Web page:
“He got back into tennis and the girls loved him,” Rosier said.

Abbott said he had good foster parents who provided a stable normal family life.

“I got lucky,” he said.

But it wasn’t a given.

“As soon as I turned 18 I was out of the foster home and on my own,” he said. “I got this little $250 scholarship to go to Everett Community College.”

He worked at Boeing and when he got laid off he worked the counter at Alfy’s Pizza and then in the main office. He was able to support his youngest brother, who came to live with him while in high school.

It took Abbott more than 10 years to graduate from EvCC.

“A two-year college and it takes me over 10 years to graduate,” Abbott said. He took everything from Fortran programming language to disco tech dance, he said. He liked computers better than disco. He attended the Edmonds campus of Central Washington University and graduated with a degree in accounting in 1993 — 15 years after finishing up at Mariner.

“I got into technology and became a partner in a CPA firm,” he said. “I got a job at Microsoft in 2001. Here’s this kid who started out in foster care and the odds of succeeding at that time are very low.”

Abbott hadn’t been back inside Mariner until a year ago, when he spoke at the annual fundraiser for Mukilteo Schools Foundation.

“You walk the halls and all these memories come back,” he said. “Really, those were my happiest times. I had friends. I was popular, as they say. What more could you ask for as a kid? I was short, a cute little kind of Asian kid. You kind of stand out. Back then, there weren’t a lot of Asians.”

Abbott and Rosier, now retired and living in Arizona, stayed in touch.

“I was always really proud of him,” Rosier said.

James Abbott, left, at his 1978 Mariner High School graduation with his brother, Tom. (Submitted photo)

James Abbott, left, at his 1978 Mariner High School graduation with his brother, Tom. (Submitted photo)

Paying back

Abbott was reunited with family members and reconciled with his parents, who stayed together.

His father died in 1998. Abbott spends much of his time in Florida, where he bought his mother, Chizue, a house.

These days at Microsoft, he works in the finance business intelligence group.

Ever the accountant, he knew a donation to Mariner would get almost double the bang with the match from Microsoft.

Mukilteo Schools Foundation, a nonprofit separate from Mukilteo School District, is dispersing the funds.

“James just came to us with a pretty good chunk of money,” said Ashleigh Cruze, foundation director. “We do not get private donors specifically trying to benefit the schools they went to. We’re hoping he can stand as an example for other people who want to pay it forward.”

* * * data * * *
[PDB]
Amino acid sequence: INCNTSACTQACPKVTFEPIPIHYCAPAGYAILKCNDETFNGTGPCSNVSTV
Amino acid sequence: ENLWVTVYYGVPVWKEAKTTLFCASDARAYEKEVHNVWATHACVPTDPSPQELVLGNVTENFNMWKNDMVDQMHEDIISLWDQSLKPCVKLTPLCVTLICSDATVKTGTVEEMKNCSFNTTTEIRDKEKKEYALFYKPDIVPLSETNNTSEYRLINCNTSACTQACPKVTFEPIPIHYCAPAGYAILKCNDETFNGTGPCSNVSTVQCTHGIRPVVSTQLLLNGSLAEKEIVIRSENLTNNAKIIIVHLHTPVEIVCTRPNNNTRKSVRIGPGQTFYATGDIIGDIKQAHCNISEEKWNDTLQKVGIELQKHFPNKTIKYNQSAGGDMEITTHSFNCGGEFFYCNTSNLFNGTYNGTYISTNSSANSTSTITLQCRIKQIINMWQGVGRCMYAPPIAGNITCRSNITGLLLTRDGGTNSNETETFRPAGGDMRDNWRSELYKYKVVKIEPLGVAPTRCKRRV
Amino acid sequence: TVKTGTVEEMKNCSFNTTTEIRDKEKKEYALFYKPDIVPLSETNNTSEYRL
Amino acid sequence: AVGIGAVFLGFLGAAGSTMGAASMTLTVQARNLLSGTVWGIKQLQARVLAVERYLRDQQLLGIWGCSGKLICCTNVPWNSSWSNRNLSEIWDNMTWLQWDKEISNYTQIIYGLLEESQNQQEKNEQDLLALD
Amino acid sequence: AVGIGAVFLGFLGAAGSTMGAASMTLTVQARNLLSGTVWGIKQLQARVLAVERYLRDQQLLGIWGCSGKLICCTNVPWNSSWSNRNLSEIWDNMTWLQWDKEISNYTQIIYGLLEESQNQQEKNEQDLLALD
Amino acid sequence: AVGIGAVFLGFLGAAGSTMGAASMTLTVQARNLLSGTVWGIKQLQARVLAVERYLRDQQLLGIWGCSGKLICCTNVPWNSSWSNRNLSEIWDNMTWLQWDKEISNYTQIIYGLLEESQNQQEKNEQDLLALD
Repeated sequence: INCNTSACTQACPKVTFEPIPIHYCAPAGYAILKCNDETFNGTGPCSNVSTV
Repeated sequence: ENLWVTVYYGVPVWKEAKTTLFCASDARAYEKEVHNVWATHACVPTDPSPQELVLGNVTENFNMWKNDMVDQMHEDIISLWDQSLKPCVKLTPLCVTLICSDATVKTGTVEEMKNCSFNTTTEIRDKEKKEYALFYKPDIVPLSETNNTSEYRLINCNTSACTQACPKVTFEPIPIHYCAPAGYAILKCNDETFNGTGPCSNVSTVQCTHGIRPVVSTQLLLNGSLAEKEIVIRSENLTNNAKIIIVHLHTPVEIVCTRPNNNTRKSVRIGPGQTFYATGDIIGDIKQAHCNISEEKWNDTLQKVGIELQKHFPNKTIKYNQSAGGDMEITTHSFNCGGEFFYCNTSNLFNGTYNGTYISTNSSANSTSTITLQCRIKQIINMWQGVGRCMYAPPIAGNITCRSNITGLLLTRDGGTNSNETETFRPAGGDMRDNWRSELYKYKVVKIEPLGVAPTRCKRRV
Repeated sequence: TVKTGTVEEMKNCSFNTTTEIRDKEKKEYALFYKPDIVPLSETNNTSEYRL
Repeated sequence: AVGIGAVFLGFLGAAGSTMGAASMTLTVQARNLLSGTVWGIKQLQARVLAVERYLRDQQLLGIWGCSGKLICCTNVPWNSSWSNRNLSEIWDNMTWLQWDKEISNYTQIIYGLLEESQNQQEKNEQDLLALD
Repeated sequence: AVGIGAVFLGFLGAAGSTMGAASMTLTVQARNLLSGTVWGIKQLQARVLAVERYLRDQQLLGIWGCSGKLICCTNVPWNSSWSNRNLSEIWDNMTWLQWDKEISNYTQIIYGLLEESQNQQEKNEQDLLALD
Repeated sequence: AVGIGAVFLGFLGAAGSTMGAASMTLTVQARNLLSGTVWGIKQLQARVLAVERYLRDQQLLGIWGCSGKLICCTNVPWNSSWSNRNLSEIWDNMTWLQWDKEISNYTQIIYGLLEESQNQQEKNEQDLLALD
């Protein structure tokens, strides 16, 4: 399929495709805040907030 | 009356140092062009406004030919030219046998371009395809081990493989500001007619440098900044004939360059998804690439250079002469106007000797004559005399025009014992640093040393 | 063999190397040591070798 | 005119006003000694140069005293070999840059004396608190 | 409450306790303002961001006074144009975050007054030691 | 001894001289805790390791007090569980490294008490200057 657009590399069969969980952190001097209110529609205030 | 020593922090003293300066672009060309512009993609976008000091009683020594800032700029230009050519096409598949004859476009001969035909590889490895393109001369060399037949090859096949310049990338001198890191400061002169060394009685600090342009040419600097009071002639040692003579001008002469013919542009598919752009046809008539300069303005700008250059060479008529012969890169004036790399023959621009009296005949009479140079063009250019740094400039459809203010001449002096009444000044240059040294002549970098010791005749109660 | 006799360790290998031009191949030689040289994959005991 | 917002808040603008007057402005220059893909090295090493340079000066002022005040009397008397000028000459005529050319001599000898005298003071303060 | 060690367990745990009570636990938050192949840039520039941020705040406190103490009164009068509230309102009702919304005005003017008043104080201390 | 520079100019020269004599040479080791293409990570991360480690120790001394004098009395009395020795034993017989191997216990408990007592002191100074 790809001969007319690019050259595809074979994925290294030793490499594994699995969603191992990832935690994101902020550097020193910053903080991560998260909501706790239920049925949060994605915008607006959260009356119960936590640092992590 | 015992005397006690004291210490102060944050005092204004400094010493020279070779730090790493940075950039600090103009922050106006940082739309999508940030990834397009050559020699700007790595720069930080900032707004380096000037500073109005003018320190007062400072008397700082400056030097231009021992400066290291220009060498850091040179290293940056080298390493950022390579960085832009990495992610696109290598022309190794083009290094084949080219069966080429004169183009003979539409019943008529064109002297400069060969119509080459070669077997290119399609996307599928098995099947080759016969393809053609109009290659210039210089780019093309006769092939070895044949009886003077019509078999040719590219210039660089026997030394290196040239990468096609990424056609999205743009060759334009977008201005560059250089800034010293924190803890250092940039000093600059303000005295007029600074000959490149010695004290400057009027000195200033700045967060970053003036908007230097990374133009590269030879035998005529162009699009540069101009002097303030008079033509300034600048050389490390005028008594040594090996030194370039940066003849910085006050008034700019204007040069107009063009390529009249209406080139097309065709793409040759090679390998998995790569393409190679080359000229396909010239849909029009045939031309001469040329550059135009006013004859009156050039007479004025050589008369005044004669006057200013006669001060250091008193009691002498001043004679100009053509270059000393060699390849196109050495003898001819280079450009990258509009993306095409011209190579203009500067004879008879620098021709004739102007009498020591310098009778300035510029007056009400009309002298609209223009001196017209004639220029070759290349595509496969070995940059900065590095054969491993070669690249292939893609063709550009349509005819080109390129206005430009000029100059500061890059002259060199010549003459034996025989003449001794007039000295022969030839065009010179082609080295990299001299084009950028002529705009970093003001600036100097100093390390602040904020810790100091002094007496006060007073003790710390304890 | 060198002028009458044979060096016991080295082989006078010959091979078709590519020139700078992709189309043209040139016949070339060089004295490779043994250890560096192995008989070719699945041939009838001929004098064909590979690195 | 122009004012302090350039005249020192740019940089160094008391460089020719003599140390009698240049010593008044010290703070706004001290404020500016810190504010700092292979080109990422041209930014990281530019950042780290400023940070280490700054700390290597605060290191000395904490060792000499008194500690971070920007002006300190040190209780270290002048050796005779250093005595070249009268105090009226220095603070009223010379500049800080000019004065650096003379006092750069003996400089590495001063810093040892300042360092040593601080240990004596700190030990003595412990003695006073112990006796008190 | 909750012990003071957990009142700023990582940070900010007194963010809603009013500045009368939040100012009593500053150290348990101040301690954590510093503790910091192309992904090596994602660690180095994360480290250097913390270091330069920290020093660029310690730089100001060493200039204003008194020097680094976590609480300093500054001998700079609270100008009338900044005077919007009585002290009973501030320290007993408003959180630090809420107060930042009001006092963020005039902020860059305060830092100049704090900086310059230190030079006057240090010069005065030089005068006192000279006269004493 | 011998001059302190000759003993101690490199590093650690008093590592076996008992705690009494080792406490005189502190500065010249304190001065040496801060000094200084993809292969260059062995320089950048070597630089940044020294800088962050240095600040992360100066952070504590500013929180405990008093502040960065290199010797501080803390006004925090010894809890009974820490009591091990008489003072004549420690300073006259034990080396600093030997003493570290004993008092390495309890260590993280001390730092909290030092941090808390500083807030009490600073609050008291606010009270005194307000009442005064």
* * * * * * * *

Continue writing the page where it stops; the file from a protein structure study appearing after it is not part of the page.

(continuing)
About $10,000 went to the foundation, which offers classroom grants for all schools in the district and helps students get supplies, such as Chromebooks. Another $5,000 went to college scholarships for students at ACES High School, the district’s alternative school.

About $65,000 of Abbott’s gift is being used for College in High School classes, which enable students to get college credit in upper-level classes without leaving the high school campus.

This is different from Running Start, where students attend classes tuition-free at colleges.

“For students who want to stay on our campus, it’s a great opportunity to get ahead,” said Nate DuChesne, Mariner principal. “James wanted Mariner to have a decision on where this funding goes. My thought was, ‘What do students need to pay for out of their pocket that may be a barrier to them?’”

The school in recent years has expanded its offerings of eligible classes for college credit, which cost students $220 each.

For many students, the financial help could be critical. About 65% of Mariner students qualify for free or reduced-priced lunches based on family income.

Mariner partners with Everett Community College, which offers two tuition waiver grants for qualifying students.

“But we have a lot of students who want to take more than that,” DuChesne said.

The course payments are available for all students, regardless of income.

“It gives a boost to a lot of students,” DuChesne said.

Abbott wants to help all kinds of students, perhaps even someone like that shy foster kid who wound up there in the fall of 1975.

“When I look back over my life I owe so much to Mariner,” Abbott said. “That’s the one that saved my life. I don’t feel like my life is complete until I repay Mariner.”

Andrea Brown: abrown@heraldnet.com; 425-339-3443. Twitter @reporterbrown.